Devastation! Destruction! Delays! England sees itself closed up from the world, shivering in the heavy January snow. Everywhere, the news bleats of cancelled flights and transport delays. Roads close, ice refuses to thaw and chaos ensues.
One bleak, miserable morning on January 6th, 2010, a storm begins to brew that would have far more lasting impact than any disruption caused by a little bad weather. The snow piled higher and higher, and the citizens of the snowed in landscape grew more and more embittered. From the depths of a frozen Britain finally came the cantankerous call (among so many others, but only one would be so important), “Crap! Robin Hood airport is closed. You've got a week and a bit to get your shit together otherwise I'm blowing the airport sky high!!"
25 words would cost a man his job, and bring to life another story about the relationship between criminal law and the internet. In the end of a long battle, on July 27th July 2012, Paul Chamber’s conviction was quashed for the above comment; his statement viewed as a joke and lacking in ‘menacing’ character.
Yet it is cases like these that garner so much media attention and public interest that set in motion the ‘big’ questions. With an ever-changing, constantly updating, forever growing online community – where does the law fit in? Social media sites spring up and die within years. Tweets, comments and blogs pile upad infinitum, and while most slip through into a gaping maw of irrelevance – when and where, and more importantly, how does the law intervene?
In the coming years, social media and the law are going to cross paths more and more often. The ‘storm’ unleashed by Mr Chamber’s comment will not die anytime soon. It was found that, in 2011, the UK had around 62 million citizens, 30 million of which use Facebook. The massive growth of social media will also see a growth in cases and legislation dealing with it, too.
So where does the law stand now?
We’ve all seen situations like the following:
But where does the law stand on using Facebook misdemeanours to dismiss someone?
A recent case from 2011, Preece v JD Wetherspoons Plc showed that when an employer has a clear social media policy in place, then it is fair to dismiss an employee who comments inappropriately about customers on Facebook. However, Whitham v Club 24 Ltd showed that dismissal in these circumstances can still be unfair – the burden of proof lies on the employer to show actual or serious risk of potential harm to the business.
This is just in the UK, though. A case in the US, Bland v Roberts, recently found that a Facebook like does not constitute a constitutionally protected speech. Allegedly, Daniel Ray Carter Jr was fired for liking the page of a candidate challenging his boss for the job of Sheriff in Hampton, Virgina. Questions begin to rise – is it okay to fire someone for ‘liking’ the Republican’s Facebook page when it would be illegal to fire someone forstatingthat they liked the Republican party?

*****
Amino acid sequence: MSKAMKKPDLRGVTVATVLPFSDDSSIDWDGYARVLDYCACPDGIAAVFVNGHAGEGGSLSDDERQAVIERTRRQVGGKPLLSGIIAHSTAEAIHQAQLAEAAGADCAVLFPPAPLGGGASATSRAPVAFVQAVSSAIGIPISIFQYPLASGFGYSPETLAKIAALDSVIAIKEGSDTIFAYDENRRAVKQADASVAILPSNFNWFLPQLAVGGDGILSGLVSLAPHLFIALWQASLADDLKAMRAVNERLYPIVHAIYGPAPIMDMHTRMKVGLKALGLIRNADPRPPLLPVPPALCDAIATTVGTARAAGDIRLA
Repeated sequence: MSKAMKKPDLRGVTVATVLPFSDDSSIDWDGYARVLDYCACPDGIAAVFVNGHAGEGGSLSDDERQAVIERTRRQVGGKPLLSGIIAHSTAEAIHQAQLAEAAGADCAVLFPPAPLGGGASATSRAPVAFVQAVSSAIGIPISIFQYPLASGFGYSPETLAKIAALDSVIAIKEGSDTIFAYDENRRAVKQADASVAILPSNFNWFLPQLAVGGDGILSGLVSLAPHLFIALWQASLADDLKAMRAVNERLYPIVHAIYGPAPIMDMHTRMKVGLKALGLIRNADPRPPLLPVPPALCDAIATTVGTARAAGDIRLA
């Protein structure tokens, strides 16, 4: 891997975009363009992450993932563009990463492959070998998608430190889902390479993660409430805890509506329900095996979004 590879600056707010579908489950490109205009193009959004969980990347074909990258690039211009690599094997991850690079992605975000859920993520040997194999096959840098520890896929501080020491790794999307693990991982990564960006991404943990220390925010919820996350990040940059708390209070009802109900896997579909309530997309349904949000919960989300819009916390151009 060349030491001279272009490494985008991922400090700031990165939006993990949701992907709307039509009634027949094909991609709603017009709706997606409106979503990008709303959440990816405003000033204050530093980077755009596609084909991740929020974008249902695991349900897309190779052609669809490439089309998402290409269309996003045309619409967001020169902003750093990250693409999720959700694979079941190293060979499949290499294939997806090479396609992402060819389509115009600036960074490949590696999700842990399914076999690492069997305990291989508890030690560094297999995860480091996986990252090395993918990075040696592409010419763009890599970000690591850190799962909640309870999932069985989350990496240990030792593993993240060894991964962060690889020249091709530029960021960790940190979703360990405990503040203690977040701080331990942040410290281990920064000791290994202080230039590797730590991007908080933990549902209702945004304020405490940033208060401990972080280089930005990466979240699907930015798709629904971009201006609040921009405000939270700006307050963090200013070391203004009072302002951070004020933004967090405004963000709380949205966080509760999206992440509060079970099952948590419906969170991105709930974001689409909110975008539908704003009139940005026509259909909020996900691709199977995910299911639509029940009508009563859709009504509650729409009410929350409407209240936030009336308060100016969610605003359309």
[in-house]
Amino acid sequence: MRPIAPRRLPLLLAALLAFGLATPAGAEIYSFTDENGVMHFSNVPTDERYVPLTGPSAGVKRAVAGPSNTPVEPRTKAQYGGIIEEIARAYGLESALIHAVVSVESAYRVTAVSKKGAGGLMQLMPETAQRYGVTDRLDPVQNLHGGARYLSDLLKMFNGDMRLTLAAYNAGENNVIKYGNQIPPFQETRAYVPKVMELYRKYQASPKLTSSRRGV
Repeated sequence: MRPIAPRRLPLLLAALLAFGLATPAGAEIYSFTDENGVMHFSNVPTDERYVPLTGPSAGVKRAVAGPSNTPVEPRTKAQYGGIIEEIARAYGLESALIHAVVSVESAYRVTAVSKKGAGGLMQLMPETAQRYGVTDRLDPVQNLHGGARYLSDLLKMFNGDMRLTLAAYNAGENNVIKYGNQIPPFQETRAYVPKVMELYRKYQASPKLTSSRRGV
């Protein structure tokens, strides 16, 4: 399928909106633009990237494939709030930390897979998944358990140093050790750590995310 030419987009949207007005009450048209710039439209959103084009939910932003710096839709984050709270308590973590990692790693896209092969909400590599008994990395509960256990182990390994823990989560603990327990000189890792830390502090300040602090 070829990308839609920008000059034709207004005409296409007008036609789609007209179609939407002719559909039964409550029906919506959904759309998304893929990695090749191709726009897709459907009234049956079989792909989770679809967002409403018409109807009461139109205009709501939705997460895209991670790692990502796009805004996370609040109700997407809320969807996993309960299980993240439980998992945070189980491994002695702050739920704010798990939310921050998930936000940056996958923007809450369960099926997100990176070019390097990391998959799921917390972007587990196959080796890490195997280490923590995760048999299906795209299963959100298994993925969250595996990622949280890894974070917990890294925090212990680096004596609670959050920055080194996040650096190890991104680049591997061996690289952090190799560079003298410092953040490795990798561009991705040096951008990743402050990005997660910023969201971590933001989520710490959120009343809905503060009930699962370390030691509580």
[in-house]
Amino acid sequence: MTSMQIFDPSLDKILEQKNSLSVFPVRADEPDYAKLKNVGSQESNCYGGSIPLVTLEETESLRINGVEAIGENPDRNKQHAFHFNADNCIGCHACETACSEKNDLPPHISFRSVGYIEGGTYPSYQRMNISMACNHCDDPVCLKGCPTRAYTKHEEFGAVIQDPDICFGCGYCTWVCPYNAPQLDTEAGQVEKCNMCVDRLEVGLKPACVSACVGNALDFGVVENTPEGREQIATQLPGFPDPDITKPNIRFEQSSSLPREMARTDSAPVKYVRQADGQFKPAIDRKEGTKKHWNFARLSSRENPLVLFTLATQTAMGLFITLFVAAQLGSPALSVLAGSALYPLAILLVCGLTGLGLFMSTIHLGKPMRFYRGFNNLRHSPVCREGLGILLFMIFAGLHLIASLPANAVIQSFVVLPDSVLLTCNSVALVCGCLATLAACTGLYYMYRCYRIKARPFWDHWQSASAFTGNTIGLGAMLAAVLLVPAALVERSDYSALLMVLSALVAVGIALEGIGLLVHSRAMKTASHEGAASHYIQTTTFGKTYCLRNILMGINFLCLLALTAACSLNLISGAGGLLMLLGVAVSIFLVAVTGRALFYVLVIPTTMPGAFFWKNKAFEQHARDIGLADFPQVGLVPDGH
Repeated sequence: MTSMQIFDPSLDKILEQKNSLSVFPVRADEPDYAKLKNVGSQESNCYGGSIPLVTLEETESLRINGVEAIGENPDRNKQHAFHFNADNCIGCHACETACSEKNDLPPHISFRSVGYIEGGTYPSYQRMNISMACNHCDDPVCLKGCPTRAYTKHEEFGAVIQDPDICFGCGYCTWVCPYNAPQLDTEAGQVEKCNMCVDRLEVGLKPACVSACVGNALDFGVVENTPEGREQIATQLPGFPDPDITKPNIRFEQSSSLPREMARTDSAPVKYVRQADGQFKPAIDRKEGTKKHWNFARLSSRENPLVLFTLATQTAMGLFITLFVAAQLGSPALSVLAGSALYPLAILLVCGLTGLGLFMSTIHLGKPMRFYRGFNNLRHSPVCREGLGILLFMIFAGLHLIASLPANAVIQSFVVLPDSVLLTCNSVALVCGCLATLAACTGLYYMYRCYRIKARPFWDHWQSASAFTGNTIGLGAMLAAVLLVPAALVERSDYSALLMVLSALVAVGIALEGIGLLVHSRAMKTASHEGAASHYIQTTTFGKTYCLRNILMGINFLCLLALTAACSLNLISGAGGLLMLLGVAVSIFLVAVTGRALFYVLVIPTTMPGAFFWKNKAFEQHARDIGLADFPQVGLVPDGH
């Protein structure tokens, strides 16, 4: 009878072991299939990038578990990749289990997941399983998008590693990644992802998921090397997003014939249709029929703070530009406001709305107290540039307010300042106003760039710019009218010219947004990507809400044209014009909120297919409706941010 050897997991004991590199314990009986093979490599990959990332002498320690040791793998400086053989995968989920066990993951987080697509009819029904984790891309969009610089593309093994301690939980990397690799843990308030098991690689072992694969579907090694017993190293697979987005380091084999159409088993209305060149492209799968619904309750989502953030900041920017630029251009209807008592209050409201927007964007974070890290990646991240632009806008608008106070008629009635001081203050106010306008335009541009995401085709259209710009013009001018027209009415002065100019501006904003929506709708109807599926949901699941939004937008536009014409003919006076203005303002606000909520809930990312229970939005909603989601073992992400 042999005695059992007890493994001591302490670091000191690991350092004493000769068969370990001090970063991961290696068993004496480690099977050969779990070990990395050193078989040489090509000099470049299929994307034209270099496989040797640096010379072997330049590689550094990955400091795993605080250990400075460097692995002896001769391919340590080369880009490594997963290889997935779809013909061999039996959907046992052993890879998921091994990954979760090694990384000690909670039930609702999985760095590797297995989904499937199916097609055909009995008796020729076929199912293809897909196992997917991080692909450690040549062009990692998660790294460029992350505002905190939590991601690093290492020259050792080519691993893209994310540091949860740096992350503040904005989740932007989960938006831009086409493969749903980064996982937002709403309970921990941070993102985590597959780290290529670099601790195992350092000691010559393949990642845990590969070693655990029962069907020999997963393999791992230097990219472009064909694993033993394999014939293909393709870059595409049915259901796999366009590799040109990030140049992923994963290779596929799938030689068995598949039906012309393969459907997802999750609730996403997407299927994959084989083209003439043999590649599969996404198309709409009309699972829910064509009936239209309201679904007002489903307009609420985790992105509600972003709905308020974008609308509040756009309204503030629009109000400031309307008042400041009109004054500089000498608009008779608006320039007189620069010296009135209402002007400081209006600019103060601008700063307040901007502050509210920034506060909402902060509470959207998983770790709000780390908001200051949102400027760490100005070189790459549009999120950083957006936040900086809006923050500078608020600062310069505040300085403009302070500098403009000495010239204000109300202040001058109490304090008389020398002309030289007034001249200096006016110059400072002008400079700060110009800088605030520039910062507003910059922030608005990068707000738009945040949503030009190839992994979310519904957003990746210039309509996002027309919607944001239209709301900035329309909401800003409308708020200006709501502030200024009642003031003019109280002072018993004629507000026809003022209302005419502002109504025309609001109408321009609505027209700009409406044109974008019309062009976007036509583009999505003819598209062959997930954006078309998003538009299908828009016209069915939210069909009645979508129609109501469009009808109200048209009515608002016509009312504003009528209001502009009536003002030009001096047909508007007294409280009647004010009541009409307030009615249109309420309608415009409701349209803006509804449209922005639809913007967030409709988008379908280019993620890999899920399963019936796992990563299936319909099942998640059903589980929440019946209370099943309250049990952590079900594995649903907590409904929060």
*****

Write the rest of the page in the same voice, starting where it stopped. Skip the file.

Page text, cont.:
The law, in the eyes of Scotland and England, is not a granter of freedom. It is something that restricts freedom. The law does not exist to preserve free speech, to this extent, because there is no constitution dictating that it must. The reasons behind this are that anything not restricted by law, is by extent, freedom. Even when we turn to Article 10 of the European Convention on Human Rights, freedom of expression is subject to restrictions “in accordance with the law” and is “necessary in a democratic society.” It is not an absolute right, by any means.
So, then, should we evaluate what we say on social media sites just as much as we do in a public place? Should we only express ourselves professionally online despite having ‘personal’ profiles? Should we watch what we wish for, and what we say, because one judge might view it as a joke and another might see it as a serious threat?
The world of social media is just like that heavy snow from January 2010, it piles up and grows at an unrelenting speed – covering everything and anything from airports to roads to homes. The question that has still to be answered (and perhaps never will be, as the law is a creature that changes and evolves as much as society does) is when do we close the airport and put someone in jail for something he or she said online?
In the coming months and years, there will massive changes to the law in regards to social media. I’ll be watching, will you?
By Catriona Lindsay, second year Law student, University of Aberdeen, and current Yomego intern @yomegosocial